You could violate CAN-SPAM unintentionally by sending out an email blast that reaches someone who had requested to opt out of your mailing list. Also, if the FTC considered your subject line deceptive, or if you fail to provide a physical address, you could be in violation. Penalties are $16,000 per email, so the cost of non-compliance is potentially severe.

    Fortunately, the rules are relatively straightforward and easy to implement. You just need to create a CAN-SPAM-compliant template for your email, and be sure to keep your list up-to-date by promptly deleting people who tell you that they want to opt out.
  • Intellectual property (IP). Other sections of this site discussed the importance of protecting your IP. The obvious corollary is that it’s also important to respect the IP of other businesses. Most violations are unintentional.

    One common scenario occurs in the tech industry. Say you have a great idea for an invention while you are working for a giant company in Silicon Valley. You decide to go out on your own and commercialize it. Not so fast! Do you really own the rights to your idea? Your former employer may not think so. It all depends on what kind of specific waivers you may or may not have signed when you first started that job. Do your research and hire an IP attorney to help you. It’s better to negotiate before the fact than to get sued later.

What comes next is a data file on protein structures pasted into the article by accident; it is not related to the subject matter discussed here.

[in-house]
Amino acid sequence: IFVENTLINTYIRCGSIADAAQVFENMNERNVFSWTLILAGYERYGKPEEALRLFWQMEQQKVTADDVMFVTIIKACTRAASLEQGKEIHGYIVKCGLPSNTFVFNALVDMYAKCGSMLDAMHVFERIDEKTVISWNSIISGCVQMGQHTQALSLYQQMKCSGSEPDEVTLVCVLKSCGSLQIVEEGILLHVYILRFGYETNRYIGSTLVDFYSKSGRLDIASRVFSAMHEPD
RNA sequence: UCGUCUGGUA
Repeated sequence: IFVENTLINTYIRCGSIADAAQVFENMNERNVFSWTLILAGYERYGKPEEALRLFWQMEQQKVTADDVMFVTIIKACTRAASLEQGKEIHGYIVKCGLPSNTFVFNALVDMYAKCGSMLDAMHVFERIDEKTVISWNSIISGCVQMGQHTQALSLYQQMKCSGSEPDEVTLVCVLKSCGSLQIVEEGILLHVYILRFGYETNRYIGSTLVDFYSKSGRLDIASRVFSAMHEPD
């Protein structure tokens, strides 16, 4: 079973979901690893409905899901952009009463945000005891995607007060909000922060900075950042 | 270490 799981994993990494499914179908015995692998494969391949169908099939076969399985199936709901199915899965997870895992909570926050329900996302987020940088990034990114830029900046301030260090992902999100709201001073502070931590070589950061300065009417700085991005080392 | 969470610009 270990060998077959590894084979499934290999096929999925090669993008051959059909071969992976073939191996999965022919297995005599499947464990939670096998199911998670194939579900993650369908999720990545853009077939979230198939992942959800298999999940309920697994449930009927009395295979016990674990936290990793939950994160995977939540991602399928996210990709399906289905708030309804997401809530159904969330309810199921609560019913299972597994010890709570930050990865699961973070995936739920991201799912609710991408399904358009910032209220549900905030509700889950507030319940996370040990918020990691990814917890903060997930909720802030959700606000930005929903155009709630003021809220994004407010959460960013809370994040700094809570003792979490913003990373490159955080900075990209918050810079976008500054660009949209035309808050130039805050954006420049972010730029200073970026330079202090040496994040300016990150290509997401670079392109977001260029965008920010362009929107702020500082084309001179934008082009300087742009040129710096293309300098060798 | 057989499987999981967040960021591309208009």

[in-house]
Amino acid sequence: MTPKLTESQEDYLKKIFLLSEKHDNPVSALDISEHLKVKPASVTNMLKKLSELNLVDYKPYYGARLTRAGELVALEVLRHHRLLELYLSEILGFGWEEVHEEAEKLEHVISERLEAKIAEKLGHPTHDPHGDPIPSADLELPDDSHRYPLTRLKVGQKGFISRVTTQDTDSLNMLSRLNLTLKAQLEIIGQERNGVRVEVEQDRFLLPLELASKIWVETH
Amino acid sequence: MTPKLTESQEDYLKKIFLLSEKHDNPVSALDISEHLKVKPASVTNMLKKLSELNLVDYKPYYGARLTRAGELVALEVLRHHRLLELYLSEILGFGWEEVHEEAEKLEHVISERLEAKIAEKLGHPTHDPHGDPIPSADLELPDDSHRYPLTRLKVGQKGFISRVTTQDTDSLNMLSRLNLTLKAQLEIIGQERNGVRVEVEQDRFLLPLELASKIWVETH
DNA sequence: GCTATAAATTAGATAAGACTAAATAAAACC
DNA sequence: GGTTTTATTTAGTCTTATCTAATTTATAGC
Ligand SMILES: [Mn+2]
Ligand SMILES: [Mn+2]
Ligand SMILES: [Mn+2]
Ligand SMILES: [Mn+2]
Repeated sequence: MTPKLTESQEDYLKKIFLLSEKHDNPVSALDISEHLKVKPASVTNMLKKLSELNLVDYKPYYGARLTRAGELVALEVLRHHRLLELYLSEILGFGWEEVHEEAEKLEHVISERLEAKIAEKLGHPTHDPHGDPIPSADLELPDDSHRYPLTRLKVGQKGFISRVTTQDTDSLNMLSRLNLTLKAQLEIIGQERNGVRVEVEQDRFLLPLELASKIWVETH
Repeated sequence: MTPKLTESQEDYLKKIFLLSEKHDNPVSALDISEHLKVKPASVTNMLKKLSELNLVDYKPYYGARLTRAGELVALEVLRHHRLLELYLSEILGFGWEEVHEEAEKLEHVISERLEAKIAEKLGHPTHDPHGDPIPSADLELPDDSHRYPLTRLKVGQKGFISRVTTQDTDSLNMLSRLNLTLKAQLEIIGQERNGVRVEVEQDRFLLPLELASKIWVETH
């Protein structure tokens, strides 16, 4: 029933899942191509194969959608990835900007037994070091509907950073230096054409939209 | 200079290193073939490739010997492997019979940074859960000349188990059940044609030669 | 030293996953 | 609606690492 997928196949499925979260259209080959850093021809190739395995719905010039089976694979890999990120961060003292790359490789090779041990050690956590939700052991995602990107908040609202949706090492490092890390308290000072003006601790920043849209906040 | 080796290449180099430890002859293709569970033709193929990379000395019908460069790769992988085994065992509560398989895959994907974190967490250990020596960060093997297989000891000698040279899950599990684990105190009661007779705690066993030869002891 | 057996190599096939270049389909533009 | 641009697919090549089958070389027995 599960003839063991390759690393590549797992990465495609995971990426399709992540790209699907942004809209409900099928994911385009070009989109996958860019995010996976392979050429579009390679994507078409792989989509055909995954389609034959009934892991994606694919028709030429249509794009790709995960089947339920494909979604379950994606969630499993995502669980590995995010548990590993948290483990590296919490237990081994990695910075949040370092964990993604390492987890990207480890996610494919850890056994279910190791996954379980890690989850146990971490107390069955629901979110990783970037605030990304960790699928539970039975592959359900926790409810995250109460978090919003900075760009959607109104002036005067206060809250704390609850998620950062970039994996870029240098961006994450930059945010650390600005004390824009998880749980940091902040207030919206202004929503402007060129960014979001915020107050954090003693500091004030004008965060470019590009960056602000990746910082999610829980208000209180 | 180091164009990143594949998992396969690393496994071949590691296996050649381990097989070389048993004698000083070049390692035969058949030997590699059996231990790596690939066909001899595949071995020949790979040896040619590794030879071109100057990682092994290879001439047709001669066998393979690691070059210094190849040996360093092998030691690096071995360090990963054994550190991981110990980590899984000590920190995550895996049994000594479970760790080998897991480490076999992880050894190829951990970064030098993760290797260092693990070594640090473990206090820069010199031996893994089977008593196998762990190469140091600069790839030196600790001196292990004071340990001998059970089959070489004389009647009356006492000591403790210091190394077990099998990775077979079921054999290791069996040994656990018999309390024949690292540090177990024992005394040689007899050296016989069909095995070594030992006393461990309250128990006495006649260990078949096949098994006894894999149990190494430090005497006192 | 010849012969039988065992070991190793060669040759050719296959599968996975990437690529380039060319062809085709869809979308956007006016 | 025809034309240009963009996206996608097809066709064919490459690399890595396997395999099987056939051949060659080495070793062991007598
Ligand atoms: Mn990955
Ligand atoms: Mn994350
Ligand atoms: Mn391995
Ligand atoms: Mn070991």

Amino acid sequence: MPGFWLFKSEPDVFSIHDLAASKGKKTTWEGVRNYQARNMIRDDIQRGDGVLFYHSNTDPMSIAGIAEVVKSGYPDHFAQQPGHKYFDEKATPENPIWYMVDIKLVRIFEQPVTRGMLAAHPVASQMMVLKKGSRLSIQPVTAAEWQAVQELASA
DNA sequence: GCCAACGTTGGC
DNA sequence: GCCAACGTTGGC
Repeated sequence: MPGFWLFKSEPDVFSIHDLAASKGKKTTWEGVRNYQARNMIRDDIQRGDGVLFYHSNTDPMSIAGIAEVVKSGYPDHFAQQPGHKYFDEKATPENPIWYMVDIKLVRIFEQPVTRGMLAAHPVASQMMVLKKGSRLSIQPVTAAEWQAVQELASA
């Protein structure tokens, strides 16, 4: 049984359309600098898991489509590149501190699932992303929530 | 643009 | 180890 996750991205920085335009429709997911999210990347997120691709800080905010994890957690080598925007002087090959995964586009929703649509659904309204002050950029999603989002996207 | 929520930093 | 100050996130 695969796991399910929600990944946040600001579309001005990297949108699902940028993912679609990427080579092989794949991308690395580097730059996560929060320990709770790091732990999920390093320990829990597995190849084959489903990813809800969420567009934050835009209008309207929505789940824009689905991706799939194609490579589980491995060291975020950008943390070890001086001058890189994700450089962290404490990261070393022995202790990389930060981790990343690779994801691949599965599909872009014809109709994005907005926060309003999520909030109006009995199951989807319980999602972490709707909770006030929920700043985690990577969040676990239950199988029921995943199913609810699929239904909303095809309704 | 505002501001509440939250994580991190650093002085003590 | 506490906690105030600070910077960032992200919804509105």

Another inadvertent mistake can occur when designing marketing materials. You may spot the perfect photograph on the Web and decide to use it to promote your business, not realizing that this would violate the photographer’s copyright. Fortunately, there are many resources for buying rights to photos and illustrations at a low cost. Just search for “stock images” and you’ll find a lot of resources on the Web. Some of these are “royalty free” collections that you can use however you see fit. Others are “rights managed,” which means you can only use them in specific ways or for a limited period of time.